It took Sadie Vail and her family 21 days to travel by covered wagon from Blue Rapids, Kansas, to Eureka Springs, Arkansas. She was pregnant with her second child at the time though she never mentioned it in the pages of her diary other than a few brief references of not feeling well. Her daughter, Lucile, is rarely spoken of. Mostly she wrote of balky mules, blind horses, severe thunderstorms, clear springs gushing from sheer cliffs and conflicts with trains and automobiles.
Theirs was an inauspicious beginning. One of the horses had to be ridden down to the racetrack to burn off excess energy, and then a puppy jumped from a wagon and fell under a wheel. They thought it was dead with a broken neck but by evening it lingered still. The day grew warm, the roads smooth. “We had lots of fun,” she wrote.
On the second day one of their mules dropped dead. They were camped on the outskirts of Westmoreland and had to decide whether to abort the journey or continue with a shortage of horsepower. As they deliberated—I imagine a solemn knot of men, women and children standing in a circle around the lifeless beast, its last violent twitches stilled to rigid immobility—the mule suddenly sprang to its feet. From that moment on it showed evidence of what Sadie called “its second youth,” with more energy and stamina than any of the other animals combined.
History comes to us in two views: the panoramic and the personal. Sadie’s diary of the family’s flight to seek a new life in Arkansas throughout October of 1912 falls into the latter category. It was given to my wife many years ago—Sadie was her great-grandmother—lost for an incalculable time, and then, like the mule, resurrected into new life.
One evening last week Lori read it aloud while I cooked supper. It wasn’t lengthy, a mere nine pages hammered out on an old typewriter. As with most historical documents that insert themselves into our imaginations, it generated more questions than answers. Why did they leave Blue Rapids? Why Eureka Springs? How did they navigate? What were the roads like? Did she know she was pregnant? Was there a larger body of writing of which this was merely an excerpt?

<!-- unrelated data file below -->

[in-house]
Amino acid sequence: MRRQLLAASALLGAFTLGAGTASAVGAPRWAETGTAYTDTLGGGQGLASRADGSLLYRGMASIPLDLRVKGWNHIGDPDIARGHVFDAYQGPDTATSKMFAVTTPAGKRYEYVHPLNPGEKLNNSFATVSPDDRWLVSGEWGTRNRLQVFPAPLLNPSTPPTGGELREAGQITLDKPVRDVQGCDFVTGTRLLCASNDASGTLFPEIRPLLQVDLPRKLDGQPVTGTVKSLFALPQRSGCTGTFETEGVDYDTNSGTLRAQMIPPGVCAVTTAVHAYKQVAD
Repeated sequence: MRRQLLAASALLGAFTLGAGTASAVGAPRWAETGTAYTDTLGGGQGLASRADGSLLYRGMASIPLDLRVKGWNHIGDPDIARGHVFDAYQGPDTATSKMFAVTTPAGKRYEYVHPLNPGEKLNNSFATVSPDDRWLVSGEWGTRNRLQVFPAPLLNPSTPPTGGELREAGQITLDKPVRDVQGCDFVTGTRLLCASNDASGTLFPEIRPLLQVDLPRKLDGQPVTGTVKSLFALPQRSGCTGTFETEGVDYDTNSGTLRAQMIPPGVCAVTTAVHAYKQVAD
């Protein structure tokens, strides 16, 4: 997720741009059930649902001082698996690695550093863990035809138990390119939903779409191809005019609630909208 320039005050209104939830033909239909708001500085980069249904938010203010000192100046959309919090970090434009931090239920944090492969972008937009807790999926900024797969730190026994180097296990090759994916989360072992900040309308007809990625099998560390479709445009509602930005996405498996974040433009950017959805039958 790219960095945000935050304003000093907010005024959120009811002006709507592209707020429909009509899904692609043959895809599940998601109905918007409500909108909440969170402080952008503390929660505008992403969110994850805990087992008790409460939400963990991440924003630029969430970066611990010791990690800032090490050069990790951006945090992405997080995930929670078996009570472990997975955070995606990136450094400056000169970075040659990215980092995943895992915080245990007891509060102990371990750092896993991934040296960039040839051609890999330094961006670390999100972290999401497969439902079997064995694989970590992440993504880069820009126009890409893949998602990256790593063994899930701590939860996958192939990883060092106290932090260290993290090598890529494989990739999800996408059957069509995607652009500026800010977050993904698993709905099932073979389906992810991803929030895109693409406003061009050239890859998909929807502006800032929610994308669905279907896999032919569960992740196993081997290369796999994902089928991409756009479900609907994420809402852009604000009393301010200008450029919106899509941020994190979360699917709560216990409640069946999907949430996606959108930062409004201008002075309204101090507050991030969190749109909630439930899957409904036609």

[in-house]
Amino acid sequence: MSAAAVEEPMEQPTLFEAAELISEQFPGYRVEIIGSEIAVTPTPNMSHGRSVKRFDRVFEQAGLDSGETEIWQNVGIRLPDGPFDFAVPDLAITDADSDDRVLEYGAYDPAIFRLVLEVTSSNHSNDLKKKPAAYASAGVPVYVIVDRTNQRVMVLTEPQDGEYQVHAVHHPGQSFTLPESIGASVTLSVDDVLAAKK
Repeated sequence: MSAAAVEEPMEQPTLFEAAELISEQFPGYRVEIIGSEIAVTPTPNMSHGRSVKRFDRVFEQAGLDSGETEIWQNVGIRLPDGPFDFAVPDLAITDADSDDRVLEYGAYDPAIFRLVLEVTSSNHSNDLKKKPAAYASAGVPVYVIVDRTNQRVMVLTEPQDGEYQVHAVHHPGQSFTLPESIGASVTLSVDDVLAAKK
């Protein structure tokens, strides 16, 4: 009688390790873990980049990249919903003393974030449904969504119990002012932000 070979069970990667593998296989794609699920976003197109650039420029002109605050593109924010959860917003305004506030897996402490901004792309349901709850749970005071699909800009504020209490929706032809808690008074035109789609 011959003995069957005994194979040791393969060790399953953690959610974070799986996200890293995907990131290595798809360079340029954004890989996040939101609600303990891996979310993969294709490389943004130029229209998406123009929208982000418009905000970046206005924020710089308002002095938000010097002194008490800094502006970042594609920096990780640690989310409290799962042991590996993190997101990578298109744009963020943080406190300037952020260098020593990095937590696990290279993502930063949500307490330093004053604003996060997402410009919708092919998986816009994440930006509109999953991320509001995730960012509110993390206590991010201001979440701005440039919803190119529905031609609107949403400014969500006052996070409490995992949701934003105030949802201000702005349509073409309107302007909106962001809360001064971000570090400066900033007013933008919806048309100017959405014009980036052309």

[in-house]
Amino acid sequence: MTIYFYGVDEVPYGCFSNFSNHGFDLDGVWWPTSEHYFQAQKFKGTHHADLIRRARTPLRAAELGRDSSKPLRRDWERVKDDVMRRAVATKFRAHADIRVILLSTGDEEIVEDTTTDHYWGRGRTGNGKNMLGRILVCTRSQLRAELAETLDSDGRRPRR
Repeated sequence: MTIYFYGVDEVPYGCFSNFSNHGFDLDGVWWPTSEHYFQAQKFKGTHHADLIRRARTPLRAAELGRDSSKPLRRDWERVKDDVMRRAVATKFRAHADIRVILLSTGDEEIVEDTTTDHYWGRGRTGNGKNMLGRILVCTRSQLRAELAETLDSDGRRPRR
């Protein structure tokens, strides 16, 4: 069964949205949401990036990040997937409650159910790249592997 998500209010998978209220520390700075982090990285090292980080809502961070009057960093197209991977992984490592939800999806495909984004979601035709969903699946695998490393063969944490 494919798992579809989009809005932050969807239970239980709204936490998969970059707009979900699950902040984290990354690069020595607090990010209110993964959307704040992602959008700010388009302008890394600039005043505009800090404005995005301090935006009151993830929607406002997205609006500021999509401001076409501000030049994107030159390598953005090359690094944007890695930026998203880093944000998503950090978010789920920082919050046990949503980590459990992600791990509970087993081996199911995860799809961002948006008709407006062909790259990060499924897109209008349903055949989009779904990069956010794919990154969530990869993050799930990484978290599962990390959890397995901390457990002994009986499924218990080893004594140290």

For provisions they took a sack of flour, almost three bushels of potatoes and 35 quarts of fruit. Their possessions were limited to a topsy stove (a simple metal box with two to four cutouts), cooking utensils, tubs, a washboard and a tool box, their suitcases and bedclothes. Accompanying them were Maryetta Chambers, an aunt of Sadie’s husband, Fred; Maryetta’s son, Charles; her daughter, Goldie, and Goldie’s husband, Charles Jewell. Sadie forgot her coat and scarf.
As Lori read of their slow progression through Rossville and Kingsville and Silver Lake, I was reminded of the the wealth of personal journals kept by travelers on the Oregon Trail. I’d read quite a few books on the westward expansion but none as rich and vibrant as the diaries of ordinary people. And except for the later date, the introduction of motorized vehicles, trains and rural towns where provisions were easily acquired, Sadie’s journey was little different. The group was completely dependent on horses and mules, at the mercy of the weather and forced to live off the land. They shot rabbits and gathered wild cherries, pawpaws and persimmons. They faced thunderstorms that threatened to topple the wagons, bone-chilling nights and mosquitoes “big enough to shoot.”
By Oct. 18 they were four miles east of Joplin where rain bogged the road into the reddest of gumbo. “I am beginning to want to get settled,” Sadie wrote.
The group forded the White River 20 times in six miles, leading her to comment that “they don’t believe in building bridges down here.” Hills rose into mountains riven by colorful cliffs from which springs and waterfalls erupted. A train almost killed them near Eureka Springs, where they finally pulled into a wagon yard and made camp on Oct. 24.
Work proved impossible to find. They looked over several tracts of land available for homesteading and liked none of them. The terrain was different than anything Sadie had known. Everything was either straight up or straight down. It would take some getting used to, she wrote.
A cold rain fell hard on Oct. 31, the date of the final entry. Mornings grew colder. Fred bought a load of slabs from the saw mill for 50 cents and they burned them through the night. “We are alive and feel fine,” Sadie wrote, but it wouldn’t last. Sometime in January or February of the following year the family boarded a train, bound for Blue Rapids and home. Hazel, their second daughter, was born on March 1, 1913.
After supper, Lori and I traced Sadie’s route on Google maps. Most of the towns she named are extant but several have disappeared, lost to time. Other than a stretch of interstate highway in Missouri (“Misery,” Sadie called the state), it was pretty much how I would elect to travel if I wanted to stairstep down backroads to the extreme northwest corner of Arkansas. As a native Westerner with a woeful lack of middle-American geography, I was surprised that the distance was less than 400 miles. What took Sadie three weeks could be covered in a day.
“We have to go, you know,” my wife said.
I hesitated, but only for a heartbeat. “Just say when,” I said.
(To be continued)
(To be continued)